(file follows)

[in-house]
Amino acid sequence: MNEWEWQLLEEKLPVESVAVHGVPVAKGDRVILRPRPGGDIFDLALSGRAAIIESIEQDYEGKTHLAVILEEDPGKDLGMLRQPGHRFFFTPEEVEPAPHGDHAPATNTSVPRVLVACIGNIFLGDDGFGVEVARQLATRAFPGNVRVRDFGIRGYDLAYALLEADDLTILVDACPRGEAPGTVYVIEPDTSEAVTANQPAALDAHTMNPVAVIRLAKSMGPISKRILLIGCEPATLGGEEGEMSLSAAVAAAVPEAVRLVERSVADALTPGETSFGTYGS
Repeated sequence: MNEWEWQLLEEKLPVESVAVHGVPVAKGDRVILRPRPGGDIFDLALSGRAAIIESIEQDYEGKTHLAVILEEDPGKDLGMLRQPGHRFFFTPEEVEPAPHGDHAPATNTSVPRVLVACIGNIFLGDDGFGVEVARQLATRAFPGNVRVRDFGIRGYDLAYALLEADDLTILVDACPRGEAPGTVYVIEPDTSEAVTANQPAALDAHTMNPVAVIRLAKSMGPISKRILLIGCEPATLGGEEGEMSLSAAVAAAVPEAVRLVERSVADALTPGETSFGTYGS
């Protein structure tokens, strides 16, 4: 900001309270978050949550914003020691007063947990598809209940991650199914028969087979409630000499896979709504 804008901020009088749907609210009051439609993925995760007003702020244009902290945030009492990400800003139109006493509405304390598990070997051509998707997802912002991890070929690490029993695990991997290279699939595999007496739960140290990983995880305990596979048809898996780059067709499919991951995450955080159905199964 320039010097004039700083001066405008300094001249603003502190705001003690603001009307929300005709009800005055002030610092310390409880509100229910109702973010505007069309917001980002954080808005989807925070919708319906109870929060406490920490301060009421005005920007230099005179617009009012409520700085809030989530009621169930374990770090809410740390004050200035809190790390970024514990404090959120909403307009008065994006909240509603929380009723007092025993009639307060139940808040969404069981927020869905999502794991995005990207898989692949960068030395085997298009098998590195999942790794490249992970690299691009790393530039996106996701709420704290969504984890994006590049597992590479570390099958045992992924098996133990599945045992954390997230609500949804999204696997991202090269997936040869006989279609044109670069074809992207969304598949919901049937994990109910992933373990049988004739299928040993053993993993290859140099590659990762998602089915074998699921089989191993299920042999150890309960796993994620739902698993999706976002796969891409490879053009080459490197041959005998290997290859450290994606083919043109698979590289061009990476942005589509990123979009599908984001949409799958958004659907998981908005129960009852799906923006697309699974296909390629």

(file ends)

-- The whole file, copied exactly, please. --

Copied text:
[in-house]
Amino acid sequence: MNEWEWQLLEEKLPVESVAVHGVPVAKGDRVILRPRPGGDIFDLALSGRAAIIESIEQDYEGKTHLAVILEEDPGKDLGMLRQPGHRFFFTPEEVEPAPHGDHAPATNTSVPRVLVACIGNIFLGDDGFGVEVARQLATRAFPGNVRVRDFGIRGYDLAYALLEADDLTILVDACPRGEAPGTVYVIEPDTSEAVTANQPAALDAHTMNPVAVIRLAKSMGPISKRILLIGCEPATLGGEEGEMSLSAAVAAAVPEAVRLVERSVADALTPGETSFGTYGS
Repeated sequence: MNEWEWQLLEEKLPVESVAVHGVPVAKGDRVILRPRPGGDIFDLALSGRAAIIESIEQDYEGKTHLAVILEEDPGKDLGMLRQPGHRFFFTPEEVEPAPHGDHAPATNTSVPRVLVACIGNIFLGDDGFGVEVARQLATRAFPGNVRVRDFGIRGYDLAYALLEADDLTILVDACPRGEAPGTVYVIEPDTSEAVTANQPAALDAHTMNPVAVIRLAKSMGPISKRILLIGCEPATLGGEEGEMSLSAAVAAAVPEAVRLVERSVADALTPGETSFGTYGS
């Protein structure tokens, strides 16, 4: 900001309270978050949550914003020691007063947990598809209940991650199914028969087979409630000499896979709504 804008901020009088749907609210009051439609993925995760007003702020244009902290945030009492990400800003139109006493509405304390598990070997051509998707997802912002991890070929690490029993695990991997290279699939595999007496739960140290990983995880305990596979048809898996780059067709499919991951995450955080159905199964 320039010097004039700083001066405008300094001249603003502190705001003690603001009307929300005709009800005055002030610092310390409880509100229910109702973010505007069309917001980002954080808005989807925070919708319906109870929060406490920490301060009421005005920007230099005179617009009012409520700085809030989530009621169930374990770090809410740390004050200035809190790390970024514990404090959120909403307009008065994006909240509603929380009723007092025993009639307060139940808040969404069981927020869905999502794991995005990207898989692949960068030395085997298009098998590195999942790794490249992970690299691009790393530039996106996701709420704290969504984890994006590049597992590479570390099958045992992924098996133990599945045992954390997230609500949804999204696997991202090269997936040869006989279609044109670069074809992207969304598949919901049937994990109910992933373990049988004739299928040993053993993993290859140099590659990762998602089915074998699921089989191993299920042999150890309960796993994620739902698993999706976002796969891409490879053009080459490197041959005998290997290859450290994606083919043109698979590289061009990476942005589509990123979009599908984001949409799958958004659907998981908005129960009852799906923006697309699974296909390629």